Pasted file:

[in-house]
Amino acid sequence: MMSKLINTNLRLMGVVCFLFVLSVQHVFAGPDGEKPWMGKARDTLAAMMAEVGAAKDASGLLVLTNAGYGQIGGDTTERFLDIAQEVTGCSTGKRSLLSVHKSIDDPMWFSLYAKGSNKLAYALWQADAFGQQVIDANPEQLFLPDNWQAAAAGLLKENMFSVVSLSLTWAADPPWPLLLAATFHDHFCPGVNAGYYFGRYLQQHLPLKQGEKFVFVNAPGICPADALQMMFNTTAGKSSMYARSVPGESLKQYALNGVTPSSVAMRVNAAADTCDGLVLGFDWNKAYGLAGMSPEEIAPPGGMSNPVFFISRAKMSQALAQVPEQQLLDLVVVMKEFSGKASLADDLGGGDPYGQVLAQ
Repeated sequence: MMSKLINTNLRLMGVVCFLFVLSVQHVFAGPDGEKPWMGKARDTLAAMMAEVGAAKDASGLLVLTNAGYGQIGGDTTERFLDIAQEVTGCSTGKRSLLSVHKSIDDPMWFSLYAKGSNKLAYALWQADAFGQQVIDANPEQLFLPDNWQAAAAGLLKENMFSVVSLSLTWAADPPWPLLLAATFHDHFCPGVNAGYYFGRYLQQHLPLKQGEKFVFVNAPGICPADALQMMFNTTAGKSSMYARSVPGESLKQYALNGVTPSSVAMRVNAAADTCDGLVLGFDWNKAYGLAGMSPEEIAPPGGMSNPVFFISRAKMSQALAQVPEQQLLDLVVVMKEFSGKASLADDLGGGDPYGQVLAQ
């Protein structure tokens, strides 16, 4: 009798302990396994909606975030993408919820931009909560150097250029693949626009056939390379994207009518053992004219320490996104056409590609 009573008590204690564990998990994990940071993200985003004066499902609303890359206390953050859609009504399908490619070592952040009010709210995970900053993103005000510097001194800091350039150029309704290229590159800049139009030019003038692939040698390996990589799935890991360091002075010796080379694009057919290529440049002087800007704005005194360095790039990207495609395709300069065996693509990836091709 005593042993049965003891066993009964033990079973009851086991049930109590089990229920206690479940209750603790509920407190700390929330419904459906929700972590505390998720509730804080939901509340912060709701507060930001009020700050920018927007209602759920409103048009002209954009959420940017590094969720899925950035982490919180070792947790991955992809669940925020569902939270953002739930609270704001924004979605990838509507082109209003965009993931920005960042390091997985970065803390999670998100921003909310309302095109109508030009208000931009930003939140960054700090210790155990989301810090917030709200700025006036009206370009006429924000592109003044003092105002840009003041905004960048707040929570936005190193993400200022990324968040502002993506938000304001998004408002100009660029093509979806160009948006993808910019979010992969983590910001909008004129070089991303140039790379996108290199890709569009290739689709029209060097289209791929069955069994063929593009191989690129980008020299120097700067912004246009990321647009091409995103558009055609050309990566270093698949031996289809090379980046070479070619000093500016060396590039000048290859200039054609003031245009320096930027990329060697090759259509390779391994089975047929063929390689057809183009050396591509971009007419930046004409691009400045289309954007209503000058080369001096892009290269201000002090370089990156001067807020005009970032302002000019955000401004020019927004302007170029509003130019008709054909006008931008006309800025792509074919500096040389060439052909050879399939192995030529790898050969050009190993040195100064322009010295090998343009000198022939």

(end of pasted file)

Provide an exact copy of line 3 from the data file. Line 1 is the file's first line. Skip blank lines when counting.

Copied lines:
Repeated sequence: MMSKLINTNLRLMGVVCFLFVLSVQHVFAGPDGEKPWMGKARDTLAAMMAEVGAAKDASGLLVLTNAGYGQIGGDTTERFLDIAQEVTGCSTGKRSLLSVHKSIDDPMWFSLYAKGSNKLAYALWQADAFGQQVIDANPEQLFLPDNWQAAAAGLLKENMFSVVSLSLTWAADPPWPLLLAATFHDHFCPGVNAGYYFGRYLQQHLPLKQGEKFVFVNAPGICPADALQMMFNTTAGKSSMYARSVPGESLKQYALNGVTPSSVAMRVNAAADTCDGLVLGFDWNKAYGLAGMSPEEIAPPGGMSNPVFFISRAKMSQALAQVPEQQLLDLVVVMKEFSGKASLADDLGGGDPYGQVLAQ